Teddy Bear Blues

UK teacher jailed over teddy row

Gillian Gibbons

Britain said the incident was an ‘innocent misunderstanding’

Bishop’s reaction

A British teacher has been found guilty in Sudan of insulting religion after she allowed her primary school class to name a teddy bear Muhammad. Gillian Gibbons, 54, from Liverpool, has been sentenced to 15 days in prison and will then be deported.

She escaped conviction for inciting hatred and showing contempt for religious beliefs, and will now appeal.

Foreign Secretary David Miliband has expressed “in the strongest terms” the UK’s concern at her detention.

The Sudanese ambassador, Omer Siddiq, was called back to the Foreign Office to explain the decision.

Officials said that during his 45-minute meeting Mr Miliband also spoke to the Sudanese acting foreign minister for 15 minutes on the telephone.

“There will be further contacts overnight and tomorrow in the search for a swift resolution of this issue,” the Foreign Office added.

I have called in the Sudanese ambassador this evening to explain the decision and to discuss next steps

Foreign Secretary David Miliband

Reaction to verdict

Before the meeting, Mr Miliband said he was “extremely disappointed” the charges had not been dismissed and repeated his view that it had been an “innocent misunderstanding by a dedicated teacher”.

“Our priority now is to ensure Mrs Gibbons’ welfare, and we will continue to provide consular assistance to her,” he said.

“I have called in the Sudanese ambassador this evening to explain the decision and to discuss next steps.”

Staff complaint

Officials at the Foreign Office say the mood has changed as a result of the verdict.

The prime minister, Sudanese embassy officials in London and UK Muslim organisations all expressed the hope that Mrs Gibbons would be released.

But Sudan’s top clerics had called for the full measure of the law to be used against Mrs Gibbons and labelled her actions part of a Western plot against Islam.

She could have faced up to 40 lashes if found guilty on all three charges against her.

In September, Mrs Gibbons allowed her class of primary school pupils to name the teddy bear Muhammad as part of a study of animals and their habitats.

A teddy bear on sale in Sudan

What can’t be named Muhammad?

British teacher Gillian Gibbons has been jailed for 15 days after insulting Islam’s Prophet by allowing her pupils in Sudan to name a teddy bear Muhammad. What are the rules on using the name?

The Arabic name Muhammad is now the second most popular name for baby boys in Britain, adding together its 14 different spellings in English.

Muslim families – of which there are an increasing number in the UK – often choose names which honour the Prophet or show a link to their religion in another way.

THE ANSWER

Opinion is divided

Some say Muhammad can only be given to boys, others are less strict

But is it acceptable to name a toy Muhammad? The arrest and subsequent jailing of Ms Gibbons has sparked debate in Islamic circles. As is the case in so many religious matters, the question is open to interpretation.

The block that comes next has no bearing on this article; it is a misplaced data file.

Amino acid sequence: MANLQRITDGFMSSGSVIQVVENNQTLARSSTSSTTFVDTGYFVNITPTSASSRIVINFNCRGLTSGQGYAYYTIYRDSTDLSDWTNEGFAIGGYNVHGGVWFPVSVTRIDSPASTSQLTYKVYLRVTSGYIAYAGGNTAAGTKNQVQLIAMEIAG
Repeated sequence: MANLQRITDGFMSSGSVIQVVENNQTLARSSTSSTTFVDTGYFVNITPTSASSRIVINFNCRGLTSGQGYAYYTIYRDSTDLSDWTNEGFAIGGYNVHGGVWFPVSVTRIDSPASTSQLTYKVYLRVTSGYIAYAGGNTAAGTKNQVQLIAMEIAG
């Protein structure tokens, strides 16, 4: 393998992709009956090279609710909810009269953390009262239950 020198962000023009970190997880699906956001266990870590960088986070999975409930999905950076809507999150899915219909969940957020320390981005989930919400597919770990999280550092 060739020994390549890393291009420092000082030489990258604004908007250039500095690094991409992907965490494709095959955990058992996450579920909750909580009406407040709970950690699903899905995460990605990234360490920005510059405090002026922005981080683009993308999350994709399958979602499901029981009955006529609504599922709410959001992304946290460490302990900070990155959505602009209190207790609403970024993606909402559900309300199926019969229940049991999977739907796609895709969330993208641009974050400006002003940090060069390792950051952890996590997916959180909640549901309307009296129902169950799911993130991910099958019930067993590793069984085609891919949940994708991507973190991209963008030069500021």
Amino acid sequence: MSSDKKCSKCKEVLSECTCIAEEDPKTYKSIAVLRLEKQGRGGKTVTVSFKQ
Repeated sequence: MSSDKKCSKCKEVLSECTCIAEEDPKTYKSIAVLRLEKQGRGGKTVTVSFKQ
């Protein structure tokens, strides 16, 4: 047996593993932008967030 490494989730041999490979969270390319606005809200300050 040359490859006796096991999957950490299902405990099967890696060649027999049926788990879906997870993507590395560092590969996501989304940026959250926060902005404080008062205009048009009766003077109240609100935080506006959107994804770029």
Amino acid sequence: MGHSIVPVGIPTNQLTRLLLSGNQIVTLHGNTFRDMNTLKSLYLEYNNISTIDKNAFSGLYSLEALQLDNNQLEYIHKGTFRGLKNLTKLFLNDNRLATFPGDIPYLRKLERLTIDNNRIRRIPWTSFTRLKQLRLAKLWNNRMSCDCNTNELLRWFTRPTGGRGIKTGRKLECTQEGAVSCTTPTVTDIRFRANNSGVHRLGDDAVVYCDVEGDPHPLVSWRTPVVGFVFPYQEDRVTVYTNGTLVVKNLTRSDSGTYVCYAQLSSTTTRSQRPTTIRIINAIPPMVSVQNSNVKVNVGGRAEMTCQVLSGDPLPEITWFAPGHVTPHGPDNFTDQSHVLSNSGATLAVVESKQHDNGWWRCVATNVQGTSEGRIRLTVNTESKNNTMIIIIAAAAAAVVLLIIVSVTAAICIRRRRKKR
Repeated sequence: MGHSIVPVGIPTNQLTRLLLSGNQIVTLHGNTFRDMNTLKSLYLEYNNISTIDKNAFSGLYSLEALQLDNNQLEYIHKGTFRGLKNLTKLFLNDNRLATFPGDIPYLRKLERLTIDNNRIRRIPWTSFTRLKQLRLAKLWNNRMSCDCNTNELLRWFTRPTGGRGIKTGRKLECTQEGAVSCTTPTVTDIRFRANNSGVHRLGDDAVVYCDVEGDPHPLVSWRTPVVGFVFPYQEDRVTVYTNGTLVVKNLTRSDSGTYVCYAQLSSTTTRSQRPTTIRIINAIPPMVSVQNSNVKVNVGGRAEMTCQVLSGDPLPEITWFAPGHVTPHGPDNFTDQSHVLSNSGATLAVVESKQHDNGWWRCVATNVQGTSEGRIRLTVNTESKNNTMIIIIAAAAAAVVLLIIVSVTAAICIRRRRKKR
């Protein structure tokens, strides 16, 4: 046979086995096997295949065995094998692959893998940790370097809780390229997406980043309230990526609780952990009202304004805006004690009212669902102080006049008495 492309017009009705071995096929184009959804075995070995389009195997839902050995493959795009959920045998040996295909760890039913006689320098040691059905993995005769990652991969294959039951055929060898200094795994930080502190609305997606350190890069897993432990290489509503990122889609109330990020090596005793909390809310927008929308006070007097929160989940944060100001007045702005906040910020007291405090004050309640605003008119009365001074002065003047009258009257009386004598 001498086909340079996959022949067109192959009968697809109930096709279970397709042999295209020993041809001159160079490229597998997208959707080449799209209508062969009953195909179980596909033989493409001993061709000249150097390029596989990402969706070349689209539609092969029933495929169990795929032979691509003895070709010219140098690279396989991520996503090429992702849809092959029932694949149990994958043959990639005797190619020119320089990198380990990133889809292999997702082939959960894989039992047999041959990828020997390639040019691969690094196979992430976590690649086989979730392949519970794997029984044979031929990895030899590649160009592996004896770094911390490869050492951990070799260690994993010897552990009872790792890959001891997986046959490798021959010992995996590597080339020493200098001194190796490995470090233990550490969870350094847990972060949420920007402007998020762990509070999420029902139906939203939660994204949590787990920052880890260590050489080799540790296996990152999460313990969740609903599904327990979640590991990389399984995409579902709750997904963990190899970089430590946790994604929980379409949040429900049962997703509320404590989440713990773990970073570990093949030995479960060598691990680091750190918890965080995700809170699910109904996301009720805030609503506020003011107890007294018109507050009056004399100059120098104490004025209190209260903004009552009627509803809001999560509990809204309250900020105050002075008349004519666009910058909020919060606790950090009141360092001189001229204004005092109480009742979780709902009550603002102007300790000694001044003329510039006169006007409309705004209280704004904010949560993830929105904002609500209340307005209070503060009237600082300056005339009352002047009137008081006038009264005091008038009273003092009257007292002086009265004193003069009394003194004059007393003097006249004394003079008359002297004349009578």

The court heard that she was arrested on Sunday after another member of staff at Unity High School complained to the Ministry of Education.

The BBC’s Adam Mynott, in Khartoum, said Mrs Gibbons apologised to the court for any offence she may have caused.

The school’s director, Robert Boulos, told the AP news agency: “It’s a very fair verdict, she could have had six months and lashes and a fine, and she only got 15 days and deportation.”

He said Mrs Gibbons would only serve another 10 days in prison, having already spent five in custody since her arrest.

Prosecutor general Salah Eddin Abu Zaid had said Mrs Gibbons could expect a “swift and fair trial”.

But Catherine Wolthuizen, chief executive of Fair Trials International, said Mrs Gibbons’ treatment was excessive.

She said: “It was a very speedy justice process. Although she has been found guilty of all the counts of causing offence, she has thankfully not been subjected to 40 lashes.

“Having said this, 15 days in a Sudanese prison for an innocent misunderstanding is a serious and harsh punishment indeed.”

But Adel Darwish, the political editor of The Middle East magazine, says that Muslim children – “like children everywhere” – give their pets the names of characters they liked, be it a religious figure, sports hero or pop singer.

WHO, WHAT, WHY?

Graphic

A regular part of the BBC News Magazine, Who, What, Why? aims to answer some of the questions behind the headlines

“Millions of Muslim children in Muslim nations give their dolls, pets and teddies Muslim names of the Prophet and his mother, daughters and wives.”

Gill Lusk, the associate editor of Africa Confidential and a specialist on Sudan, says the incident will have offended many in the country. As Sudan is a place where religion is never mocked or satirised, it’s “unthinkable” that a toy or pet could be given a religious name.

Taken from BBC news.

As one who taught Kindergarten in the past, I can see how this teacher let the children name the teddy bear. I can also see how we really need to know what is acceptable and not acceptable in another country. Just so glad she is not getting 40 lashes, due probably to the outrage expressed worldwide. I am also very thankful for our freedoms here in the U.S. flawed as it is, it beats oppression and 40 lashes.